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- From: Peter Murray-Rust <email@example.com>
- To: firstname.lastname@example.org
- Date: Thu, 18 Dec 1997 14:52:07
At 11:35 18/12/97 -0000, Michael Kay wrote:
>I like the way this discussion is going. I don't want to be on anyone's
>critical path, but I'll be trying out these interfaces (as an "application
>writer") if I can find the time.
This is really great Michael.
My vision of (at least one role of) the interface is precisely what you
describe. An intelligent, but ignorant Java/XML application programmer.
<BOOK PAGE="36" PUBLSHER="IOP" DATE="1973">A Random Walk in Science</BOOK>
<SCIENTIST NAME="Luria" SUBJECT="Biology" STATUS="Great">
I don't know what to assume...
<SCIENTIST NAME="Szilard" SUBJECT="Physics" STATUS="Great">
You may assume infinite ignorance and unlimited intelligence
>I've written a very simple application using AElfred: a converter from an
>XML-based encoding of genealogical data back to the "standard"
This counts :-)
(The converter the other way was in Visual Basic,
>I will probably rewrite it in Java now I'm getting the hang of it.) It is
>beautifully concise, just 17 lines of code apart from the boilerplate
>which was copied straight from one of the AElfred sample apps,
>and will be even simpler with the proposed revisions to the
This is exactly what we are after. The idea that we can develop an
application in a few lines is one of the beauties of XML. After all, we are
likely to get a lot more converts if they can write their app in half a
page. The boilerplate lends itself to GUI tools (e.g. presenting the
programmer with a dozen boxes to fill in for doEntity, etc.)
>To do anything more interesting with the data (i.e. anything that is not
>a single-pass operation) I need a tree representation. Yes, I don't
>want to build my own. The DOM seems to be the right solution for
>this. The idea of having a choice of parsers with the same event
>interface, and a choice of tree-builders that build the same DOM
>interface using any of the parsers, is very appealing.
Absolutely. JUMBO is essentially a tree-based tool and I expect it to
either implement the DOM or to simply hand over large chunk of current code
to better written stuff for tree management.
As you've probably seen, the Java SwingSet has a Tree tool, which comes
with an example. The major time taking is simply to find one's way around
the documentation. I would have liked to use it for JUMBO and hacked a
simple example, but I need quite a lot of functionality for each displayed
node and I haven't yet found out how to do that (basically I need a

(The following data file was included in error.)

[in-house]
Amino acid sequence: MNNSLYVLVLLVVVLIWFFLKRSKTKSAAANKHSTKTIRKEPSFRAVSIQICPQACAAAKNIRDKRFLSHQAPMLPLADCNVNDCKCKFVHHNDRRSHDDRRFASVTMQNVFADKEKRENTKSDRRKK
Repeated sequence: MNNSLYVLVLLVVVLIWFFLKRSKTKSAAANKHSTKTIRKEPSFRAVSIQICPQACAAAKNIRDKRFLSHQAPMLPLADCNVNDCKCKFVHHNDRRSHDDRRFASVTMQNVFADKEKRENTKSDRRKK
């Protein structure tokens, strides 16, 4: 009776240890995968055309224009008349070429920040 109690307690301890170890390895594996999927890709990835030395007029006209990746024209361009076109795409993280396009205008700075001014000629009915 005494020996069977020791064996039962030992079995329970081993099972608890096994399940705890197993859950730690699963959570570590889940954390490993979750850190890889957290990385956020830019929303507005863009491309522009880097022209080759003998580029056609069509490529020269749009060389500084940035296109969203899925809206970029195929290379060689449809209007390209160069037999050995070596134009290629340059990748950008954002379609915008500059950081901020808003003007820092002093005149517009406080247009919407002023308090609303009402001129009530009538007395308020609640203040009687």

miniPanel for each node).
>(What I haven't really worked out yet, and would appreciate advice
>on, is how to turn the XML objects into a set of genealogical
>objects, with methods like getFather(), getMother(), getSpouses(). Do
>I need to build a separate tree with the data organised differently,
>or should I write methods/functions that operate on the nodes in
>the XML tree? I guess the chemists must have similar problems.)
I nearly replied to your earlier posting, but was too busy.
Any pure tree is extremely easy to represent in XML. So, if you simply want
to trace an ancestor tree (i.e. two parents, 4 grand parents, etc.) this is
trivial. If some happen to be identical you can use entities to normalise
the data or hyperlinks. E.g. your father's father's father could be your
mother's mother's father in most countries (cousin marriage). I can display
an animal taxonomy using nothing more than XML and standard JUMBO.
The difficulty comes when the graph has cycles. I am not an expert
genealogist, but most 'family trees' seem to me to be Directed Acyclic
Graphs (DAGs) where the arcs are isParentOf(); and is directional. DAGs
are common in areas like multiple inheritance graphs (C++), multiple
ontological views, etc. I would hope that some standard ways of
representing DAGs might come out of XML and that there would be standard
Note that the use of ID/IDREF may introduce additional complexity.
Personally I am not clear on the value of IDREF over XLL - it's not trivial
to support in a browser and I doubt that JUMBO will do it.
If we include marriage or other descriptions of human liaison we have a
different type of link. This results in a complex structure, which I would
use XLL to represent. I'd value views on this, because we shall be
encountering XLL on this list from time to time :-)
One approach is to regard all nodes as disjoint, and to create every
relationship in a separate database. A fictitious family might look like:
<!ATTLIST RELATIONSHIP xml:link CDATA #FIXED "EXTENDED">
<!ATTLIST LOCATOR xml:link CDATA #FIXED "LOCATOR">
<PERSON ID="di" STATUS="deceased">Diana</PERSON>
<LOCATOR HREF="#ID(liz)" ROLE="wife">
<LOCATOR HREF="#ID(phil)" ROLE="hubby">
<LOCATOR HREF="#ID(chas)" ROLE="wife">
<LOCATOR HREF="#ID(di)" ROLE="hubby">
<LOCATOR HREF="#ID(chas)" ROLE="son">
<LOCATOR HREF="#ID(couple1)" ROLE="parents">
<LOCATOR HREF="#ID(chas)" ROLE="lover" BEHAVIOR="clandestine">
<LOCATOR HREF="#ID(cpb)" ROLE="lover">
To represent this structure prettily, and to navigate it usefully, is
almost certainly application-dependent. There are some nice graph layout
tools but they cannot render every application in a meaningful manner.
(Some might even be molecules :-)
>The other thing I need, which has not really been fully addressed,
>is access to the DTD. (Not for this application, which I am doing
>just as a learning exercise, but for my real job.) I think we need
>some kind of extension to the DOM to provide this.
I await other comments, but my expectations is that the DOM will actively
deal with this. Experts, please?
Peter Murray-Rust, Director Virtual School of Molecular Sciences, domestic
VSMS http://www.nottingham.ac.uk/vsms, Virtual Hyperglossary
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